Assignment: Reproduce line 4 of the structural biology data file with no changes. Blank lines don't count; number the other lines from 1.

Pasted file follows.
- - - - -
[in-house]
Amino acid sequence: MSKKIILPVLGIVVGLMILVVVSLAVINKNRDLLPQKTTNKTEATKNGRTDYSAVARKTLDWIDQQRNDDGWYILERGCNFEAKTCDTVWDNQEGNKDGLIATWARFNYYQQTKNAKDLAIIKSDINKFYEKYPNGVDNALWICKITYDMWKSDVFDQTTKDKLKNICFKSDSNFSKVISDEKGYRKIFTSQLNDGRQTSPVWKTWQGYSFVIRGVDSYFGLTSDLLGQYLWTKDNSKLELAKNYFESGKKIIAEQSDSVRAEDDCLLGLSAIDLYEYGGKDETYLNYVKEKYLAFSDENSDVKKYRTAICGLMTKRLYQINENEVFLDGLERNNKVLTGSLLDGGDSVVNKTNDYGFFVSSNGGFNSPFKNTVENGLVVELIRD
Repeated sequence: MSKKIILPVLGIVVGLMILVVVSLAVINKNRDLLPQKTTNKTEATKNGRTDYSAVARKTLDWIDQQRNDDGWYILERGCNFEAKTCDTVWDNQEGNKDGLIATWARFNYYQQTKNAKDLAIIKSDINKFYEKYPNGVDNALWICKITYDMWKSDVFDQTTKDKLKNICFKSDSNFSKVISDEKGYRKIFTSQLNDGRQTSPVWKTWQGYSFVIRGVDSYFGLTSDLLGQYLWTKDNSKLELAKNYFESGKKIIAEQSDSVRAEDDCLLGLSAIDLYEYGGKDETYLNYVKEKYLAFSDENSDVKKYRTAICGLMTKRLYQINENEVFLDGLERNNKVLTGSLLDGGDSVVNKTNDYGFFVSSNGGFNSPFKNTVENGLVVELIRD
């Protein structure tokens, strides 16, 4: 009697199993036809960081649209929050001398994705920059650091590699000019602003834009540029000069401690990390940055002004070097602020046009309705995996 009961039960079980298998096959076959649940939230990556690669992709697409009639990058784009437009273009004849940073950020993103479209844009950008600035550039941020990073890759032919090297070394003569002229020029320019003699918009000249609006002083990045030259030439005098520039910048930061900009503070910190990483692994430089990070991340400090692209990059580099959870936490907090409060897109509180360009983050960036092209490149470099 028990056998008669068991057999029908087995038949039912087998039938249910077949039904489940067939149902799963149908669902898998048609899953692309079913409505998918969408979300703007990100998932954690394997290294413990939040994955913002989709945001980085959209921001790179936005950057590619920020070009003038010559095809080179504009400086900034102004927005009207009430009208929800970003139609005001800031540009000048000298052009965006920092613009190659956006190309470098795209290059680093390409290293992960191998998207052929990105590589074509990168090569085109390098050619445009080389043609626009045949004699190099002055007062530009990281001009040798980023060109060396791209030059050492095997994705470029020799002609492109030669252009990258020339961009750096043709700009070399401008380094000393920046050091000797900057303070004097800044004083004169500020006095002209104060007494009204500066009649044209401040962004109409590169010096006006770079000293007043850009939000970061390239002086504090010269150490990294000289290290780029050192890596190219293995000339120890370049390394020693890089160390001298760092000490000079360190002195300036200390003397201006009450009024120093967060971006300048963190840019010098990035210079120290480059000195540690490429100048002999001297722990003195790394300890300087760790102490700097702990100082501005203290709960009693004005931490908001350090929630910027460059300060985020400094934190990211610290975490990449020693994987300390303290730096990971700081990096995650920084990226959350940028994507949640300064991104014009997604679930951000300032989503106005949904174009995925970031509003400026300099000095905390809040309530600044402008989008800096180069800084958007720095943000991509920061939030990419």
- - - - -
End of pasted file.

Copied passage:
């Protein structure tokens, strides 16, 4: 009697199993036809960081649209929050001398994705920059650091590699000019602003834009540029000069401690990390940055002004070097602020046009309705995996 009961039960079980298998096959076959649940939230990556690669992709697409009639990058784009437009273009004849940073950020993103479209844009950008600035550039941020990073890759032919090297070394003569002229020029320019003699918009000249609006002083990045030259030439005098520039910048930061900009503070910190990483692994430089990070991340400090692209990059580099959870936490907090409060897109509180360009983050960036092209490149470099 028990056998008669068991057999029908087995038949039912087998039938249910077949039904489940067939149902799963149908669902898998048609899953692309079913409505998918969408979300703007990100998932954690394997290294413990939040994955913002989709945001980085959209921001790179936005950057590619920020070009003038010559095809080179504009400086900034102004927005009207009430009208929800970003139609005001800031540009000048000298052009965006920092613009190659956006190309470098795209290059680093390409290293992960191998998207052929990105590589074509990168090569085109390098050619445009080389043609626009045949004699190099002055007062530009990281001009040798980023060109060396791209030059050492095997994705470029020799002609492109030669252009990258020339961009750096043709700009070399401008380094000393920046050091000797900057303070004097800044004083004169500020006095002209104060007494009204500066009649044209401040962004109409590169010096006006770079000293007043850009939000970061390239002086504090010269150490990294000289290290780029050192890596190219293995000339120890370049390394020693890089160390001298760092000490000079360190002195300036200390003397201006009450009024120093967060971006300048963190840019010098990035210079120290480059000195540690490429100048002999001297722990003195790394300890300087760790102490700097702990100082501005203290709960009693004005931490908001350090929630910027460059300060985020400094934190990211610290975490990449020693994987300390303290730096990971700081990096995650920084990226959350940028994507949640300064991104014009997604679930951000300032989503106005949904174009995925970031509003400026300099000095905390809040309530600044402008989008800096180069800084958007720095943000991509920061939030990419």